September 2018
Volume 18, Issue 10
Open Access
Vision Sciences Society Annual Meeting Abstract  |   September 2018
Using conjoint measurement to estimate scales of perceived surface lightness
Author Affiliations
  • Guillermo Aguilar
    Modelling of Cognitive Processes Group, Technische Universitaet Berlin
  • Marianne Maertens
    Modelling of Cognitive Processes Group, Technische Universitaet Berlin
Journal of Vision September 2018, Vol.18, 177. doi:
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      Guillermo Aguilar, Marianne Maertens; Using conjoint measurement to estimate scales of perceived surface lightness. Journal of Vision 2018;18(10):177.

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      © ARVO (1962-2015); The Authors (2016-present)

  • Supplements

Maximum likelihood difference scaling (MLDS; Maloney & Yang, 2003) is a straightforward and intuitive method to measure perceptual scales. We adopted MLDS to measure lightness scales in different contexts, such as plain view and various transparency conditions, and we showed that it was possible to predict lightness matches across different contexts. One great benefit of MLDS is that it only ever asks observers to compare entities that are seen under identical conditions. However, to compare perceptual scales across conditions they need to be anchored to a common origin, which by default is chosen to be zero and which might not always be the best choice. Maximum likelihood conjoint measurement (MLCM; Knoblauch & Maloney, 2012) asks observers to do within and across context comparisons of targets and estimates various scales whereby one of the scales serves as a reference and all other scales are expressed relative to the first scale. Here, we compared scales estimated with MLDS and MLCM. We measured scales of perceived lightness in rendered images of variegated checkerboards seen in plain view or through a transparent medium. The transparency compresses and shifts the luminance range with respect to plain view. For MLCM we used the method of paired comparisons, and for MLDS we used the method of triads where observers indicate which of two pairs of checks appears more different in lightness. We simulated responses from theoretical lightness scales assuming varying degrees of lightness constancy. MLCM and MLDS were both able to recover the theoretical lightness scales. MLCM was able to detect cases of partial lightness constancy for which MLD scales might be confounded. Experimentally we found that scales derived with MLCM were consistent with those from MLDS. MLCM might be a valuable alternative to MLDS when the perceptual magnitudes under study exhibit less constancy than perceived surface lightness.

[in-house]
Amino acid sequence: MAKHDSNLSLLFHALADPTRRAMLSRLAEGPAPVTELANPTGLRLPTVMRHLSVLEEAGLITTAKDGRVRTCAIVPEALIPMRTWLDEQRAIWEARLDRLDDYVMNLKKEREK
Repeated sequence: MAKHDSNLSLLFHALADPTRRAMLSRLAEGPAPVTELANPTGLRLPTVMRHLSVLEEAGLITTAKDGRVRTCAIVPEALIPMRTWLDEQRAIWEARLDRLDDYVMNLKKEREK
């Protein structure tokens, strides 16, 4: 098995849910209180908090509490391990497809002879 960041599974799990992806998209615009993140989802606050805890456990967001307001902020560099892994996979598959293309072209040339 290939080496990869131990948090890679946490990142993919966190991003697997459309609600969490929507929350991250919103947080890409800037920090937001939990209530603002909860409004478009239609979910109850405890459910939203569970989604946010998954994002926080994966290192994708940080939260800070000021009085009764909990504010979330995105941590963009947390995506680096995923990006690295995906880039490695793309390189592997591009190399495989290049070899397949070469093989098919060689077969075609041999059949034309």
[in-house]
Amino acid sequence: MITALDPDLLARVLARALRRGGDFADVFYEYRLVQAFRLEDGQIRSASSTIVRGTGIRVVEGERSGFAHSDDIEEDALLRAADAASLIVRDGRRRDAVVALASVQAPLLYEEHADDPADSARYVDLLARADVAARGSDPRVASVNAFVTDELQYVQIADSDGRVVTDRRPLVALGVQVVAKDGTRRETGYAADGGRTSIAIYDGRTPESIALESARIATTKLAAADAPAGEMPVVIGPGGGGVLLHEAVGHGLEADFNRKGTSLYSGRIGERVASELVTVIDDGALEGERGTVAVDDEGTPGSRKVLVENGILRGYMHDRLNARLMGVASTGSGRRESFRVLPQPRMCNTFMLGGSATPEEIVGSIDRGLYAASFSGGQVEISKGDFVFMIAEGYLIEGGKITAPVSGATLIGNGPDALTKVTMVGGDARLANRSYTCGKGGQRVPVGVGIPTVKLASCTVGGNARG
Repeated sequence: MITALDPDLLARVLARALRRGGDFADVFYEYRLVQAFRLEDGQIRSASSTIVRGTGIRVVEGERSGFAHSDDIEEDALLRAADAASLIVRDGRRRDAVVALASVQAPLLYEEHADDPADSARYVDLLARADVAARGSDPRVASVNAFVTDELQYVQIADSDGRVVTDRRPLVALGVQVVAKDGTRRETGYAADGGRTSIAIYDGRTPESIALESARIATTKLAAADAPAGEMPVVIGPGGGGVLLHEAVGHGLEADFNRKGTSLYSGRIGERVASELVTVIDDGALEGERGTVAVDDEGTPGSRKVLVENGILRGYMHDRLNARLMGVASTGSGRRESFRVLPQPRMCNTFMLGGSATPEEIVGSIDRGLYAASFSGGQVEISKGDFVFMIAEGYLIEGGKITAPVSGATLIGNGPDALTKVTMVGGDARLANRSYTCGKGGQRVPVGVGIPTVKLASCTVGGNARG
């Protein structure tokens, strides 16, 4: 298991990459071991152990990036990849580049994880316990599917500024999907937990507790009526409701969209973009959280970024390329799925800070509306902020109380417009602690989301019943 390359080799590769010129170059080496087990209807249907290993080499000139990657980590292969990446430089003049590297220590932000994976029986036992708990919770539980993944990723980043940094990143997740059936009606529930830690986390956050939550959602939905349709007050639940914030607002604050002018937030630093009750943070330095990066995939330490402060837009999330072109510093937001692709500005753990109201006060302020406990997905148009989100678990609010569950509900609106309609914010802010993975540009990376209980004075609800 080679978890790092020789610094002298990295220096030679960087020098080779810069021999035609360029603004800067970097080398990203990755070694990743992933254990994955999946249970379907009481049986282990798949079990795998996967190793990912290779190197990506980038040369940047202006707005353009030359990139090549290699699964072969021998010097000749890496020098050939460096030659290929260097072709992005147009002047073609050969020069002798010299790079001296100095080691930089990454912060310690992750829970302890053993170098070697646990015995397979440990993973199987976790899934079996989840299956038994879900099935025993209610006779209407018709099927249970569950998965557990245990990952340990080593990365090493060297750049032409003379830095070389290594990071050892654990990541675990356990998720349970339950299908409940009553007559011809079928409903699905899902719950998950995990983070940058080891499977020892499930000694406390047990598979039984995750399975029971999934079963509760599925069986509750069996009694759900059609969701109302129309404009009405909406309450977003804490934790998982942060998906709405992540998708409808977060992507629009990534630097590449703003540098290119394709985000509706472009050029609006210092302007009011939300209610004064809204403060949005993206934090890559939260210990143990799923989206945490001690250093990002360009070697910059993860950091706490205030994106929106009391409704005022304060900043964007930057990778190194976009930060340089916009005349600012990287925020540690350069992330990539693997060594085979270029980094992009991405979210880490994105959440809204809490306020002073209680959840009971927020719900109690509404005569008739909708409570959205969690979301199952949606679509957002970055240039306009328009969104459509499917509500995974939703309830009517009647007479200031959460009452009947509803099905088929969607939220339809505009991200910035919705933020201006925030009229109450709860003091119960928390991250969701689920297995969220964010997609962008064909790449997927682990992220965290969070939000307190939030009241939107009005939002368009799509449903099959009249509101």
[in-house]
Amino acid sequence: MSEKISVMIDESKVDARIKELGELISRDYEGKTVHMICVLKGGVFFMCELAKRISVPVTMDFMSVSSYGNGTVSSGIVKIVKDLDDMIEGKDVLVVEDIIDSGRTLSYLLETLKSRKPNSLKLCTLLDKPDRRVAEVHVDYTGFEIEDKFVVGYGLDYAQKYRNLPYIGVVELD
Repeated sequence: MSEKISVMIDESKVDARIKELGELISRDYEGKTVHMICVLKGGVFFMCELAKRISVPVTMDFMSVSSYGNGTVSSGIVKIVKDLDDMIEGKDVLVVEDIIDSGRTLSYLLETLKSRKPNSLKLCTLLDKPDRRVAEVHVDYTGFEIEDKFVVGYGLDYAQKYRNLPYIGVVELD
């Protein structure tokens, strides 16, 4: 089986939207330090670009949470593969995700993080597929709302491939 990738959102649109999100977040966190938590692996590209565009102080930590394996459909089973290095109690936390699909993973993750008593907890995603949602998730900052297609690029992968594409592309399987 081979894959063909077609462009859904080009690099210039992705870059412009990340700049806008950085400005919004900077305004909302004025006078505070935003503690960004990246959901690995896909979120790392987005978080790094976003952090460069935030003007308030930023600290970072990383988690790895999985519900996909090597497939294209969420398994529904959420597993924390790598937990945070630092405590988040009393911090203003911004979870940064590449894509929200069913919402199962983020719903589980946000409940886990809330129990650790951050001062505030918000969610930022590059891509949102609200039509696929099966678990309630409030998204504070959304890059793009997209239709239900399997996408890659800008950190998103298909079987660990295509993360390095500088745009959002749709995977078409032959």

Meeting abstract presented at VSS 2018


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